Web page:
Football programs need more recruiters

February 26, 2013 

Changes could be on the way in college athletics. Some are simply bad, while one in particular could really be good, even if some are skeptical right now.

The NCAA has pretty much thrown its hands in the air and admitted it cannot control all of the recruiting shenanigans that go on. It is tired of policing the secondary violations that some have deemed as petty and unimportant.

The NCAA has thrown out part of the rulebook.

One proposal that will probably not stand up is the rule about how much coaches can contact potential student/athletes. Right now, limitations are in place for the times coaches can contact (through phone calls, text messages or social media) kids they are recruiting.

The new rule would allow unlimited contact. That’s ridiculous.

We’ve heard stories of how some programs send hundreds of signed letters to recruits when they can have contact. Could you imagine how out of control it will be once they can do it every single day of the year? There’s just no way these kids, who by the way are trying to finish high school, should be bombarded all day and every day with people trying to get a commitment.

And good luck in convincing college coaches they’re going to have to text top recruits every day of the year. Watch the divorce rate among coaches rise substantially if that goes through.

The new rules also will allow programs to send whatever promotional materials they want to recruits. So they could send media guides, Fathead wall stickers, audios and videos, etc. And they can do it every day if they so choose.

That’s a bit much. Let the amount increase, but unlimited? No. Again, these kids will be bombarded every single day with things sent in the mail.

But the one rule I believe is good is to increase the number of people who can recruit prospects. Right now in football, it’s limited to the head coach and nine assistant coaches. The new rule would allow anyone on staff to contact and recruit athletes.

I’ve always believed college football should be more like baseball when it comes to scouting. Baseball teams have a long list of scouts who travel the world looking for talent. They spend time with prospects and try to get to know if a kid fits into their organization. Talent is one thing. That’s easy to spot. But perhaps the retention of athletes would be higher if recruiters could help recognize players that might fit in their program.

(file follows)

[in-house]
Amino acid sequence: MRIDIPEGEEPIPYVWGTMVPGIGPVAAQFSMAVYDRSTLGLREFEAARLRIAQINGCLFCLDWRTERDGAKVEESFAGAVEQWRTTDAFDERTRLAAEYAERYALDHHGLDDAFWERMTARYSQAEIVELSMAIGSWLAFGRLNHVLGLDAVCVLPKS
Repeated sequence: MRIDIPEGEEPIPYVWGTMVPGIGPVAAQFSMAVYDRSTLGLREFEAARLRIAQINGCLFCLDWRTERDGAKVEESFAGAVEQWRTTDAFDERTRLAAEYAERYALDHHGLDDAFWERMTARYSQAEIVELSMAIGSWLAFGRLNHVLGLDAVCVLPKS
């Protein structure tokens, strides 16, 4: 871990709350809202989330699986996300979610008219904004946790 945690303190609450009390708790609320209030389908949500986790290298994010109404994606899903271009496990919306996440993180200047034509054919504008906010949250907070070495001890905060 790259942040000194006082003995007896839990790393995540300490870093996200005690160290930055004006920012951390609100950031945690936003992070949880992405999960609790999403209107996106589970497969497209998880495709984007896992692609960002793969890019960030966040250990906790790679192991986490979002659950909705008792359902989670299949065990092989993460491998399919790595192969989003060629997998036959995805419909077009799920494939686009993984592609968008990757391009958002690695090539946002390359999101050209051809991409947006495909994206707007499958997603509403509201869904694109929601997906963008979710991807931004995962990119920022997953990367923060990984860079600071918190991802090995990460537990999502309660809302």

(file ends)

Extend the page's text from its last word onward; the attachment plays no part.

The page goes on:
It’s always amazed me how college football coaches have balanced their responsibilities as a coach -- working with their respective units and planning for the next game -- with recruiting. I don’t see how they do it. More people are needed to help those coaches.

Programs need more people that can have conversations with high school coaches, to maintain those important relationships. That’s the benefit right there of having more people on staff.

The proposed changes would allow the new staff members to talk with coaches and recruits, but they would not be able to personally see practice or visit with the kids. That would still be left up to the head coach and his nine assistant coaches.

Alabama got on board quickly with this when it hired Kevin Steele, a former defensive coordinator in Tuscaloosa and former head coach at Baylor. Steele has a reputation as a great recruiter. Then Auburn hired Carver-Columbus head coach Dell McGee, who played at Auburn and will have an off-the-field responsibility. So, in other words, he’ll help recruit.

If I was in charge at Georgia or Georgia Tech, I would target several different types of people who could help. What about Ron Zook, who like Steele is a former head coach? Zook was a great recruiter at Florida and Illinois.

What about a retired high school coach? I’d call Robert Davis, who was successful at Warner Robins and Westside, or former Mary Persons coach Rodney Walker, who coached all over Georgia. They have a combined 652 wins in Georgia high school football. They know everybody and would be great to keep in contact with coaches throughout the state.

Heck, I’d hire a recruiting analyst, like Chad Simmons, Jamie Newberg or Jake Rowe. They know these kids already. They talk regularly with high school coaches. They know what’s going on with other schools that can help a school’s strategy in getting talent.

One loud critic in the proposed changes is Georgia athletics director Greg McGarity, who believes this is bad for college football because it further separates the haves and the have nots. Why should he care? That’s almost like the late New York Yankees owner George Steinbrenner saying he hated to spend all that money on free agents when the Kansas City Royals couldn’t do it.

Georgia has plenty of money to add to its recruiting budget. It is reportedly sitting on $70 million in reserve. So what’s the big deal about adding several million dollars to the recruiting budgets of the different programs if that will, in turn, lead to more success? The more success the programs have, the more money the athletics program will make.

It’ll be interesting to see if these potential changes hold up, as there will be a vote in March to possibly rescind the proposals. But football programs need more people to help scout talent, and it will be a mistake if they override that potential change.

Listen to “The Bill Shanks Show” from 3-6 p.m. weekdays on WPLA Fox Sports 1670 AM in Macon and online at www.foxsports1670.com. Follow Bill at twitter.com/BillShanks and e-mail him at thebillshanksshow@yahoo.com.

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